The Centers for Disease Control and Prevention podcast Heart Disease and Stroke in Women, which includes steps to prevent these conditions. Transcripts are available.


The Health Studies Subject Guide from TWU Libraries, featuring numerous links to articles, books and websites you can use to increase your health knowledge.


Resources provided by the National Stroke Association--including information on stroke prevention, signs & symptoms and recovery.


Healthy Lifestyle, Healthy Blood Pressure from the World Hypertension League.



Facts, as worrisome as they can be, are not to be feared--they are to be faced.


Good health to all.

--Stephany Compton

Friday, May 11, 2012

Words We Love to Hate

They annoy, bother, irritate and rankle. They get on our nerves and make us cringe. It's enough to make a person scared to open a book or glance at a billboard. Words we love to hate, it seems, are all around us.

In a thought-provoking experiment inspired by a recent article in The Chronicle of Higher Education (People Who Love Words Hate Words by Lucy Ferriss), notepads on easels were set up in the Blagg-Huey Library on the Denton campus of TWU to capture the words that TWU students, faculty and staff abhor, despise, loathe and revile--in a word, hate. Patrons were asked to write down the words they have an aversion to--with reasons if they had them.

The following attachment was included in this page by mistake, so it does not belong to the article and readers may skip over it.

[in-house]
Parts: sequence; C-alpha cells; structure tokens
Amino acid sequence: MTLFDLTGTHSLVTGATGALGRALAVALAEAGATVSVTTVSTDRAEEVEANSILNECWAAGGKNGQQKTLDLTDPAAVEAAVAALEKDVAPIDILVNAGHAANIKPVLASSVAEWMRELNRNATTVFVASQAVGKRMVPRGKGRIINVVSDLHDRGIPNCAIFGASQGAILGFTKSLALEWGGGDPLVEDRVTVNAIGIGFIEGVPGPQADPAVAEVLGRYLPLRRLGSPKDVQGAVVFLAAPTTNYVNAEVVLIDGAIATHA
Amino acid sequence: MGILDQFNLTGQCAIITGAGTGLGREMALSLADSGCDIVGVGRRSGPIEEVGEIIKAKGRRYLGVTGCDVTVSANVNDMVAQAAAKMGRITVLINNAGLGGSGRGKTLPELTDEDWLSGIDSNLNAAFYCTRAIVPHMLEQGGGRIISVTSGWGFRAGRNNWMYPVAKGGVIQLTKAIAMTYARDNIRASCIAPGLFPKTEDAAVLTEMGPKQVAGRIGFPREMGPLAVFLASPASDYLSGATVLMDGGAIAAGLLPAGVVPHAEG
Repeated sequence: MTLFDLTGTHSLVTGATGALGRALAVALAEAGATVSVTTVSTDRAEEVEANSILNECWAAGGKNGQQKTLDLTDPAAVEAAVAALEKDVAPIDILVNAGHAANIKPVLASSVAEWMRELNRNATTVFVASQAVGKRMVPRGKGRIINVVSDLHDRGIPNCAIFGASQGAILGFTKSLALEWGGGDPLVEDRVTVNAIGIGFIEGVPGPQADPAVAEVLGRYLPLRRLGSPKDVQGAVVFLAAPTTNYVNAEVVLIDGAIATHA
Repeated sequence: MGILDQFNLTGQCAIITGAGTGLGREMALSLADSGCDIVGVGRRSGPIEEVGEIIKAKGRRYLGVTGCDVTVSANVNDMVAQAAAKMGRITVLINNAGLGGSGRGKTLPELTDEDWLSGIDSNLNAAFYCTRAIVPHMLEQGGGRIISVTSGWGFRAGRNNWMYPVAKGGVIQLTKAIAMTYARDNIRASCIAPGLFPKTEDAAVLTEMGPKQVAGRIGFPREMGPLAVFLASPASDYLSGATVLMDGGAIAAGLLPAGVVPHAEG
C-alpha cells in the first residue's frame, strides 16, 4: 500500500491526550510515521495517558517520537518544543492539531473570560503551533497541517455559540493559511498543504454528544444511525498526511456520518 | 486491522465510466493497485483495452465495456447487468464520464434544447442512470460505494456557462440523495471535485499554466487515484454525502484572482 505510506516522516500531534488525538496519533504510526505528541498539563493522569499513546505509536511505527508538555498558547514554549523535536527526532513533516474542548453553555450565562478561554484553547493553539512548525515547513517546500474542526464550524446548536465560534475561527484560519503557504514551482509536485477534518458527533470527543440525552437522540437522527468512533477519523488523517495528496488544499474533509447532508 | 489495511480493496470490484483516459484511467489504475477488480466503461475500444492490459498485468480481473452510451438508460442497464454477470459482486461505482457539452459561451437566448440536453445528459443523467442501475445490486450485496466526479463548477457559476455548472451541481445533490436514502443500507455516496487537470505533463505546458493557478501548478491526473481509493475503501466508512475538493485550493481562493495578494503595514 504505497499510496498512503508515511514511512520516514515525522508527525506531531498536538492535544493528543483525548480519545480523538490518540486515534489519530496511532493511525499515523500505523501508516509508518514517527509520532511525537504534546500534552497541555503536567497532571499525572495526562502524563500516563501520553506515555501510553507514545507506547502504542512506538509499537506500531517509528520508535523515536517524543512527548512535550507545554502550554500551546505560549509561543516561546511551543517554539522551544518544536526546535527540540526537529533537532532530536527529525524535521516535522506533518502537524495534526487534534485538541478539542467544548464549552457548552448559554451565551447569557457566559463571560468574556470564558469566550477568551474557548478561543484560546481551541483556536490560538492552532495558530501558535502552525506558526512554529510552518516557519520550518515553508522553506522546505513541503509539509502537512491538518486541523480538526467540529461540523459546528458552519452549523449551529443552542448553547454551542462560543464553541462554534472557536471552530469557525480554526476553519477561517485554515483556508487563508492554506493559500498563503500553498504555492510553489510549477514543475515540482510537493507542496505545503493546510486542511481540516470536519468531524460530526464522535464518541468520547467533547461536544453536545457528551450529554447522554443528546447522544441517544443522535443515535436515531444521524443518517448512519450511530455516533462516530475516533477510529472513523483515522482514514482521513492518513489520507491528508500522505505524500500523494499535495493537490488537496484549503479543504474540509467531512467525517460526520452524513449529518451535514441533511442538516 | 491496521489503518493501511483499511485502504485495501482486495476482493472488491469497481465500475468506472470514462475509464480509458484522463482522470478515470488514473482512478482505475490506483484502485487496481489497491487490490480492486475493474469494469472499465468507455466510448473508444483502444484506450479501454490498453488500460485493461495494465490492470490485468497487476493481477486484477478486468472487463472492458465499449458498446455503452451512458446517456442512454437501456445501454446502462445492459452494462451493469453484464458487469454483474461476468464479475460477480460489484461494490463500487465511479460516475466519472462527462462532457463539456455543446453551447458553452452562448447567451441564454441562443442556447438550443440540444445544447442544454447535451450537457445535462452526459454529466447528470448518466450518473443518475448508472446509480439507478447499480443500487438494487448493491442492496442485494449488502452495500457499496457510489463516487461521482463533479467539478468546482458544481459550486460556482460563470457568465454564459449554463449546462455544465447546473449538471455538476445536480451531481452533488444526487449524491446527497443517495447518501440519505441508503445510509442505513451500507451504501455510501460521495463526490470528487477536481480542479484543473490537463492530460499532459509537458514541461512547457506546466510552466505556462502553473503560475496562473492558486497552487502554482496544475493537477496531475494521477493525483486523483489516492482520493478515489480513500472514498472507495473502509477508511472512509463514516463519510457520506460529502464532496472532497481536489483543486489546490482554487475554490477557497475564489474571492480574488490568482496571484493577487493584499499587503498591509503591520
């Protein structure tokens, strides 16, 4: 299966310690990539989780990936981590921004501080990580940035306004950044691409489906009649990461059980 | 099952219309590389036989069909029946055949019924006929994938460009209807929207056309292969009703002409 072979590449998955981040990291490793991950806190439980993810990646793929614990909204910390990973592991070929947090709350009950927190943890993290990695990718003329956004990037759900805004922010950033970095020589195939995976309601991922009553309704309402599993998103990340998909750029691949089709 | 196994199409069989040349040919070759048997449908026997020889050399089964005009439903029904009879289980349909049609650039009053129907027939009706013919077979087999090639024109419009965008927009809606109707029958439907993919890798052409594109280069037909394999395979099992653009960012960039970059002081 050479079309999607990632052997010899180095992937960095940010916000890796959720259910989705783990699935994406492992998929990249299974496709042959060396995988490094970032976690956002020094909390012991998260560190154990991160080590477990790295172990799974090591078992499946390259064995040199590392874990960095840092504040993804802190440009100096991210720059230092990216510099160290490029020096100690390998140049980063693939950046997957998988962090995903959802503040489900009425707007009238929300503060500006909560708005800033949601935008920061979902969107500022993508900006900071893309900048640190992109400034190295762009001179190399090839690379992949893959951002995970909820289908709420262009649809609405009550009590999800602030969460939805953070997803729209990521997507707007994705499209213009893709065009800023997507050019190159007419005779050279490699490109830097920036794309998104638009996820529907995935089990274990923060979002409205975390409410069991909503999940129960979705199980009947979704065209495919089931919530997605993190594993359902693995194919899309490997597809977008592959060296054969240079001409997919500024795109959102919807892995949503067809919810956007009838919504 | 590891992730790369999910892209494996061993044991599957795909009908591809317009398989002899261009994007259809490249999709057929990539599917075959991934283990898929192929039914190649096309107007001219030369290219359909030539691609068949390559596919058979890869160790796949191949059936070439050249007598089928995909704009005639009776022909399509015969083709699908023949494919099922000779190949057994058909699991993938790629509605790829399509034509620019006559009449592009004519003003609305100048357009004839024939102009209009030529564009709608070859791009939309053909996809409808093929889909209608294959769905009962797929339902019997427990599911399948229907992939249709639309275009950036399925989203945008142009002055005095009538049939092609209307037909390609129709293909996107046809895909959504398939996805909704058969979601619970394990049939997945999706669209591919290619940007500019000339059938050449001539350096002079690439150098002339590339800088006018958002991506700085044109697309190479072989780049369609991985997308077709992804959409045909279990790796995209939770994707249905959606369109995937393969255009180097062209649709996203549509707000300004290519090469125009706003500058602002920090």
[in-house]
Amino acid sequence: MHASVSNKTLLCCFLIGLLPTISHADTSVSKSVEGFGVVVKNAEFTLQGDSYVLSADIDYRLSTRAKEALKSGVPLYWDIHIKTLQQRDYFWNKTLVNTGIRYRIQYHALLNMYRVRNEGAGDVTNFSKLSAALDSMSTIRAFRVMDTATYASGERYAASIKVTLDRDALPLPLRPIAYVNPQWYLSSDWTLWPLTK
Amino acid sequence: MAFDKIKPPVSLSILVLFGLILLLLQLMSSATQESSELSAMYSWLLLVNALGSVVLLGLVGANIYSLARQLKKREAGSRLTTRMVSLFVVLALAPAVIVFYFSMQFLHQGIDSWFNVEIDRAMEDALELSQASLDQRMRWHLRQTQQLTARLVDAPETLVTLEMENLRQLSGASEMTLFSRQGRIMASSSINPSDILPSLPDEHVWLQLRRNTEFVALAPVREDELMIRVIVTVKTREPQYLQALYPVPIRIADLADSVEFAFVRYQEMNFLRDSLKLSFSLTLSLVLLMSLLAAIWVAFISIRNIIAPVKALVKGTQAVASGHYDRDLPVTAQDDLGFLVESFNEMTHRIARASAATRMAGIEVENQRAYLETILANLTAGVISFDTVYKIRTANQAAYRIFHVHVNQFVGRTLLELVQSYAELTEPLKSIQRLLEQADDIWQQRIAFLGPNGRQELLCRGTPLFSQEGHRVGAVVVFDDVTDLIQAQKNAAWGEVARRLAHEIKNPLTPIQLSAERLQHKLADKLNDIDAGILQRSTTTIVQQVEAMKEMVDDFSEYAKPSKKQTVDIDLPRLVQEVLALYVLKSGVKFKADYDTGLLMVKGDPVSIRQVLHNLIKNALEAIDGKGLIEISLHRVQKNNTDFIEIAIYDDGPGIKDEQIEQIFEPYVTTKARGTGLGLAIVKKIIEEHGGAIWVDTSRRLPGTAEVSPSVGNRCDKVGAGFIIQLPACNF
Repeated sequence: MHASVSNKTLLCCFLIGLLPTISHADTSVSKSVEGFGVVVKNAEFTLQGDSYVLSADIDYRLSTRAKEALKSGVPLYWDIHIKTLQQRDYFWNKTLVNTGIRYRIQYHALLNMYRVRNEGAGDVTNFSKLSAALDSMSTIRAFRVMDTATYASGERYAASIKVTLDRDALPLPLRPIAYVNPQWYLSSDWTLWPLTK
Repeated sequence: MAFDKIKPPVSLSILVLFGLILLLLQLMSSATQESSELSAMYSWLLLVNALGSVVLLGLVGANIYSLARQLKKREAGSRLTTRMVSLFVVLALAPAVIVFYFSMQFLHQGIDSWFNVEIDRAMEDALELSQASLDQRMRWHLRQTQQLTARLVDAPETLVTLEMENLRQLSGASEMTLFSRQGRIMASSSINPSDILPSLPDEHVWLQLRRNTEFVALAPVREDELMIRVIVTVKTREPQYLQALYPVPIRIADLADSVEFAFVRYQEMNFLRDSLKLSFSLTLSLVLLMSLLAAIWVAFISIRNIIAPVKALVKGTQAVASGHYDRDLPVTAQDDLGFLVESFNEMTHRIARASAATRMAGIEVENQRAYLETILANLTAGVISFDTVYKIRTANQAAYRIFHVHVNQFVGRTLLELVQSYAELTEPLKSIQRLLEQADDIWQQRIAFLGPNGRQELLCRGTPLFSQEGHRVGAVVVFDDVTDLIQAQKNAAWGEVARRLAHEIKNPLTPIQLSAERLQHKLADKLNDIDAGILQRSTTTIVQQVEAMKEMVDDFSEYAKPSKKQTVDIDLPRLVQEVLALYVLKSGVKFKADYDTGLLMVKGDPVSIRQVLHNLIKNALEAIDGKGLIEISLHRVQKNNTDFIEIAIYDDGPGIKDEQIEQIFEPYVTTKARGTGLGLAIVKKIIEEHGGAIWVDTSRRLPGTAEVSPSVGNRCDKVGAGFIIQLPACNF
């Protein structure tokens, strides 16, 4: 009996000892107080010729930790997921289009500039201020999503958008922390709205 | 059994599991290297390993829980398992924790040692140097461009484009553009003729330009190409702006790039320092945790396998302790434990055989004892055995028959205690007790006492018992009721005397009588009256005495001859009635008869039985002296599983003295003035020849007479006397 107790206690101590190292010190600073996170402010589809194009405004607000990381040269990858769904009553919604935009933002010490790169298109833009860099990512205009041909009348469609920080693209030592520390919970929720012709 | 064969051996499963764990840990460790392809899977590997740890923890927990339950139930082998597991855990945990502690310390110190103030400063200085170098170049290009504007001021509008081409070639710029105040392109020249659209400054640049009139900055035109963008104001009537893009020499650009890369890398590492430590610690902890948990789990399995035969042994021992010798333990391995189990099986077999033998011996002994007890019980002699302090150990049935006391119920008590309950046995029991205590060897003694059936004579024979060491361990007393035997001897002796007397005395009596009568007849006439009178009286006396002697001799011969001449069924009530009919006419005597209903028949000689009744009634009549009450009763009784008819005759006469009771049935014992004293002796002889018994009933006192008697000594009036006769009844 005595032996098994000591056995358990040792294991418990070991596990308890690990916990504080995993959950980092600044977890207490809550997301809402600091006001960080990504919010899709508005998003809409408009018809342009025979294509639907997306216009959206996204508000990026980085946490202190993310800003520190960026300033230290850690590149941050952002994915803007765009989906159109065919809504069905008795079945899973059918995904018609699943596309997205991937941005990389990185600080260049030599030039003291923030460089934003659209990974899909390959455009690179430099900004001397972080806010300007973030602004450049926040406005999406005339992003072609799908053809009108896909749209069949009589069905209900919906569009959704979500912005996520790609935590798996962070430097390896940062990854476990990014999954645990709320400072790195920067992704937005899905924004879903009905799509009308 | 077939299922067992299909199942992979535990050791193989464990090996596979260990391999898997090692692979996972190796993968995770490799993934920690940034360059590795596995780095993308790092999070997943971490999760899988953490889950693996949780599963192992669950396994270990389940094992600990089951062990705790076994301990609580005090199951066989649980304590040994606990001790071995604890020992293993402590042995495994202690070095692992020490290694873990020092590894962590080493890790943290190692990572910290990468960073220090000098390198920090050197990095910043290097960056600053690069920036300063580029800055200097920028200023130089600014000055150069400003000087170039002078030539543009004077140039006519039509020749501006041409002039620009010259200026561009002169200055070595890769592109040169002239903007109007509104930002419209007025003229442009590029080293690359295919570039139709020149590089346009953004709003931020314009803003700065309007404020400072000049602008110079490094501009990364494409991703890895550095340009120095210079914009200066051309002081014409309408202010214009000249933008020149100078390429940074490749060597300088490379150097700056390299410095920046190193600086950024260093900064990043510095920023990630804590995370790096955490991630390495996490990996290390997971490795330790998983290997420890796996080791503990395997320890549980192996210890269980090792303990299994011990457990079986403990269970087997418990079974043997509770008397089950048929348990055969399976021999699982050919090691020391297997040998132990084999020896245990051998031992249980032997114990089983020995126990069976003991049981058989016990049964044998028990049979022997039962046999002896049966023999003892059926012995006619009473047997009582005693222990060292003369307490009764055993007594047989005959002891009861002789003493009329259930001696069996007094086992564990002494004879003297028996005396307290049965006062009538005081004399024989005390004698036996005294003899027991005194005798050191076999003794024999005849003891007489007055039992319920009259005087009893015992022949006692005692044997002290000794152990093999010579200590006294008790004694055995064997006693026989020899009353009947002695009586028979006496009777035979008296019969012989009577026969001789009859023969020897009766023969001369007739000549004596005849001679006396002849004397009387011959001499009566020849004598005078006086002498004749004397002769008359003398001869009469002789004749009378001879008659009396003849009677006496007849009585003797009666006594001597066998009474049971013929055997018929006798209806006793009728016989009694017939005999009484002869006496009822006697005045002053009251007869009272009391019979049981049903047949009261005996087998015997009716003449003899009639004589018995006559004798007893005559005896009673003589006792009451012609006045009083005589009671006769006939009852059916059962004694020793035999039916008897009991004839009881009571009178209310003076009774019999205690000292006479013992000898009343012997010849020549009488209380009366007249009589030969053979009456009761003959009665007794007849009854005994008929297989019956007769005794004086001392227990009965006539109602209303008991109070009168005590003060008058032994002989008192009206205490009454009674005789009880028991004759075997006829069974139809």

In addition to offensive words of bigotry we'd all like to see stricken from the English language, there were some surprises in the word collection we amassed--and a few laughs. Samplings appear below and in the illustration above.

I HATE THE WORD . . .

"Parking" . . . because there's never enough.

"Mammalian" . . . because it destroyed my life! Too much studying!

"Curator" . . . because I don't like the spelling or the way it's said.

"Penetration" . . . because it's gross.

"Hate" . . . because you never know what will happen, and (you may) have strong regrets.

"Illegal" . . . when used to identify an undocumented citizen.
Illegal implies something forbidden and shameful to society. Why do some people use (this) word to describe another person?! We shouldn't describe another person as being wrong or shameful to society.

"Swag" . . . because it's not a real word.

There's something appealing about spring cleaning our vocabularies. "Swag", "hate", "pimple" and worse--take them out of our idiomatic repertoire (now there's a good word) and who's going to miss them? The English language contains thousands of words--no one is likely to miss a "phlegm" here or a "pulpy" there.

Take out the words we hate, and what are we left with? Words we either don't mind or love--but that's a post for another day.

--Elaine Cox; Graphic by Greg Hardin

Thursday, May 10, 2012

Maurice Sendak: The King of Wild Things and More

Maurice Sendak, children's book author and illustrator, passed away on Tuesday, May 8th, 2012--leaving a renowned body of work (despite his protestations to the contrary to friend and fellow author William Joyce), including the classic tome Where the Wild Things Are. Photo left © Glyndebourne Festival Opera; Ira Nowinski/CORBIS.

While Wild Things may be Sendak's best-known work (which would have been titled Where the Wild Horses Are were it not for